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Listen: Sign up online for 2014 Vanderbilt Osher winter classes

by Nov. 25, 2013, 11:19 AM

 

Participants of the Osher Lifelong Learning Institute at Vanderbilt. (Joe Howell/Vanderbilt)

Early 20th-century Nashville history, the French films behind American remakes, and key discoveries about physics are among the 2014 winter term offerings from the Osher Lifelong Learning Institute at Vanderbilt University.

Other topics include changing views of Shakespeare over time, the role of music in American history, lesser-known political speeches, lessons from financial crises, and fabricating literary characters.

“The non-credit courses provide invigorating lectures and discussions in an informal, supportive and relaxed environment for those 50 and older,” according to Norma Clippard, program director. Registration is open online for the following classes:

  • Music Hath Charms, beginning Jan. 13 for six Mondays at St. George’s Episcopal Church. The class, scheduled from 9:30 to 11:30 a.m., will be taught by Beth Gottlieb, a member of Gary Sinise and the Lt. Dan Band and former professor of music at Rollins College. Students will consider music that has aroused, comforted, distracted and entertained Americans during times of stress.
  • Inspiring Hollywood: French Films Behind American Remakes, beginning Jan. 14 for six Tuesdays at Belle Meade United Methodist Church. Amy Bertram, a French and film teacher at Watkins College and film teacher at Belmont University, is the instructor for the class, which is from 9:30 to 11:30 a.m. Students will be introduced to the relationship between the production of French and American cinema.
  • Realism: Instructions and Method for Fabricating People, beginning Jan. 15 for six Wednesdays at The Commons Center at Vanderbilt. The class, which will be from 9:30 to 10:45 a.m., will be taught by Andres Zamora, associate professor of Spanish in the College of Arts and Science. The course will examine the mechanisms that realist novelists have used through the years to create “characters of flesh and bone.”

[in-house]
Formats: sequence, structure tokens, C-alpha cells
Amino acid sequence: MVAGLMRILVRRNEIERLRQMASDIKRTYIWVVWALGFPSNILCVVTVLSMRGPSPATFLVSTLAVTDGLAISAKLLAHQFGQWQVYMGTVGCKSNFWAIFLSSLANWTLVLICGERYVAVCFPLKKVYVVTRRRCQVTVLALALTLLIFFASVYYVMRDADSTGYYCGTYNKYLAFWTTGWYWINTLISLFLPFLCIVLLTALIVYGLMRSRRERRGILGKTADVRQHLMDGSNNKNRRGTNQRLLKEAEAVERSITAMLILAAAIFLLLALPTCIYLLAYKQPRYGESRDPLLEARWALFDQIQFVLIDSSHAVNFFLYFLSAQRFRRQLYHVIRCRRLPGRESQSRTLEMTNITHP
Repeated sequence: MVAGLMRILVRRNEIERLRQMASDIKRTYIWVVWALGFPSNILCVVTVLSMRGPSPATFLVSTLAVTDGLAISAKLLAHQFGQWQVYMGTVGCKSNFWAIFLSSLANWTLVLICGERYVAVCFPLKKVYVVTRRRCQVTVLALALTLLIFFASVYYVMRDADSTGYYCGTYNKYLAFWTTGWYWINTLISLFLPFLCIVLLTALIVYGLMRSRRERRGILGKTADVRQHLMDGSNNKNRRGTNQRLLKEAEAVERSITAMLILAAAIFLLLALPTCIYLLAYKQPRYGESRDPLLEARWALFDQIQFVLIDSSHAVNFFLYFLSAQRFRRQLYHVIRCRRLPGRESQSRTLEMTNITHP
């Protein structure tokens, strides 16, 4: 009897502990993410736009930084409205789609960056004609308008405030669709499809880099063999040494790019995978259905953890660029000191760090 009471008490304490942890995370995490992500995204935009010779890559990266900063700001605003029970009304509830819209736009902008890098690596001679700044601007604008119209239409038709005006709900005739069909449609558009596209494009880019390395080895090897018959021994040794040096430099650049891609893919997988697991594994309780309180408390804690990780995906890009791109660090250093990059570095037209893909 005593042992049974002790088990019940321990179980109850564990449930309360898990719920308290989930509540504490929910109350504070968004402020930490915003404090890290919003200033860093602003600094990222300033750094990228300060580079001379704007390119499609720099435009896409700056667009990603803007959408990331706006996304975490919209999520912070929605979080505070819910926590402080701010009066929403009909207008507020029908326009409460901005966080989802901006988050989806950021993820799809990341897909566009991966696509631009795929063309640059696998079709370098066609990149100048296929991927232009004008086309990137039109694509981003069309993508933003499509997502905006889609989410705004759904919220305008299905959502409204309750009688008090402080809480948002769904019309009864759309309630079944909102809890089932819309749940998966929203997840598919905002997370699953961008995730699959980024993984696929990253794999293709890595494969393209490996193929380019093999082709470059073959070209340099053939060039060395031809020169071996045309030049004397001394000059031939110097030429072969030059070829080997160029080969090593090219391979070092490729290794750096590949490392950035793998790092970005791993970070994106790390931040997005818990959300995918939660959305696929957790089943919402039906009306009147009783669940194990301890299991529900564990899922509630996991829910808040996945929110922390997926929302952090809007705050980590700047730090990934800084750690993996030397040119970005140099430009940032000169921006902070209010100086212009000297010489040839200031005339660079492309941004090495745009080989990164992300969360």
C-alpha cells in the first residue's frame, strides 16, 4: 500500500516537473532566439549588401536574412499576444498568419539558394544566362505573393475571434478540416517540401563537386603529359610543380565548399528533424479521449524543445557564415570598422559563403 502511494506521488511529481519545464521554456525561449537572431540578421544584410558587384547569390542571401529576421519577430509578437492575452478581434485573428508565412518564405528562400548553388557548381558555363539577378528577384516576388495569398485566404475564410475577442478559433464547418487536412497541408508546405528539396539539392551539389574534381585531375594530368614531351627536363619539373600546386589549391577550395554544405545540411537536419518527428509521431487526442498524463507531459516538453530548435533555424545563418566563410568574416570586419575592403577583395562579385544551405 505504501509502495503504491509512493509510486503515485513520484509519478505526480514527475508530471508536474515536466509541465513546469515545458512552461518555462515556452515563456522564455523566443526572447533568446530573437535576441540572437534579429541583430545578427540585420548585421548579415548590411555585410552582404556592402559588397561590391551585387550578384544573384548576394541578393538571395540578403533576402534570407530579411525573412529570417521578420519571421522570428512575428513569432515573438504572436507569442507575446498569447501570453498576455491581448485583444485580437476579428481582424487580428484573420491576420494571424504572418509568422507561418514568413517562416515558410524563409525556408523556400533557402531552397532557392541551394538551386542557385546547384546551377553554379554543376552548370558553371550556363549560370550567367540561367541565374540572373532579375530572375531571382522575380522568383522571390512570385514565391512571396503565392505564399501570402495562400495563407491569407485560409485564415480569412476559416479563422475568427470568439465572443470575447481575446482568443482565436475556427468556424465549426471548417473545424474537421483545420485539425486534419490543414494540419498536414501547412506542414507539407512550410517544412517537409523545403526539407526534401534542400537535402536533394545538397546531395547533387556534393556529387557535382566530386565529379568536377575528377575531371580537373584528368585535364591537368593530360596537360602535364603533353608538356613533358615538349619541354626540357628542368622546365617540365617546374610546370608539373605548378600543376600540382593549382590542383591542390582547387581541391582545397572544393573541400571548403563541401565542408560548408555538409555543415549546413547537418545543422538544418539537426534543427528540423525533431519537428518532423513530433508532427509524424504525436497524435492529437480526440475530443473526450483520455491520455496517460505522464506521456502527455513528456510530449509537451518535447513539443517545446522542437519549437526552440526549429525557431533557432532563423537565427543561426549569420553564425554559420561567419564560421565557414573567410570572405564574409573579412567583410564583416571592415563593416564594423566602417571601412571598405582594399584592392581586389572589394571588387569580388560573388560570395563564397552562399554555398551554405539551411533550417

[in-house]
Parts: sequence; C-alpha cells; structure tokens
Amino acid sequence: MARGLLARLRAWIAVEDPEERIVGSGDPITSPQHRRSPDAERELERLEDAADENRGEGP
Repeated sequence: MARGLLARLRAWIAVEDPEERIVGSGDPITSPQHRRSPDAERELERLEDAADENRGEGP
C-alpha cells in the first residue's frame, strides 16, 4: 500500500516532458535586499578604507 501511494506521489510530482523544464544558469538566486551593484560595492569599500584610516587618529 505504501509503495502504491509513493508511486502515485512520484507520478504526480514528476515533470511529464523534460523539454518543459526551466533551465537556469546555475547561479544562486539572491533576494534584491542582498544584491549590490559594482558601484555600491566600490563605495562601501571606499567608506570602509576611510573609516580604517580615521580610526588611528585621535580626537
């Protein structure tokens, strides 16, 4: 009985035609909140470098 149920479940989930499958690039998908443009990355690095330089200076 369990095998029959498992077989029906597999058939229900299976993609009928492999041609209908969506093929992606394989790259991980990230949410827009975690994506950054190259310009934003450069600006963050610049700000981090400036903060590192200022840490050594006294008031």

• Financial Crises: Lessons Learned from History, beginning Jan. 15 for six Wednesdays at The Commons Center. The class, set for 11 a.m. to 12:15 p.m., will be taught by Jeremy Atack, professor of economics, emeritus, in the College of Arts and Science. Students will focus on parallels between the 1930s and the recent financial crisis but will also try to gain insight from other, less dramatic financial downturns.
  • The Top 10 Best U.S. Political Speeches You’ve Never Heard, beginning Jan. 16 for six Thursdays from 9:30 to 10:45 a.m. at The Commons Center. Vanessa Beasley, associate professor of communication studies and director of the Program in American Studies in the College of Arts and Science, will teach the course. It covers 10 of the lesser-known but still important speeches from U.S. history.
  • The Decade When the World at Home and Abroad Began to Change: 1910-1920, beginning Jan. 16 for six Thursdays at The Commons Center. Taught by Carole Bucy, professor of history at Volunteer State Community College, this class will look at changes taking place in Nashville, the state, nation and even the world during the decade that included World War I. The class meets from 11 a.m. to 12:15 p.m.
  • Shakespeare Across the Centuries, beginning Jan. 17 for six Fridays, at The Temple. Ann Jennalie Cook, professor of English, emerita, in the College of Arts and Science, will teach the course. Students will explore the ways our understanding of and encounters with Shakespeare have changed between his time and our own. The class meets from 9:30 to 10:45 a.m.
  • Primer of Physics and its Application to Society, beginning Jan. 17 for six Fridays, at The Temple. Joe Hamilton, the Landon C. Garland Distinguished Professor of Physics, will teach the course, which looks at fundamental laws that govern the matter and energy of the universe. This class meets from 11 a.m. to 12:15 p.m.
  • Osher Steel Drum Band, starting Jan. 12 for six Sundays from 1 to 2:30 p.m. at the Blair School of Music. Mat Britain, director of the Vanderbilt Steel Band Program, will lead this hands-on class, which is limited to 13 students.

Participants pay an $80 class fee that entitles them to sign up for three classes. Additional classes cost just $10 each. Benefits of Osher membership include monthly “Lunch and Learn” sessions and experiential field trips.

To sign up for classes, visit the Osher website or contact Norma Clippard at (615) 343-0700.

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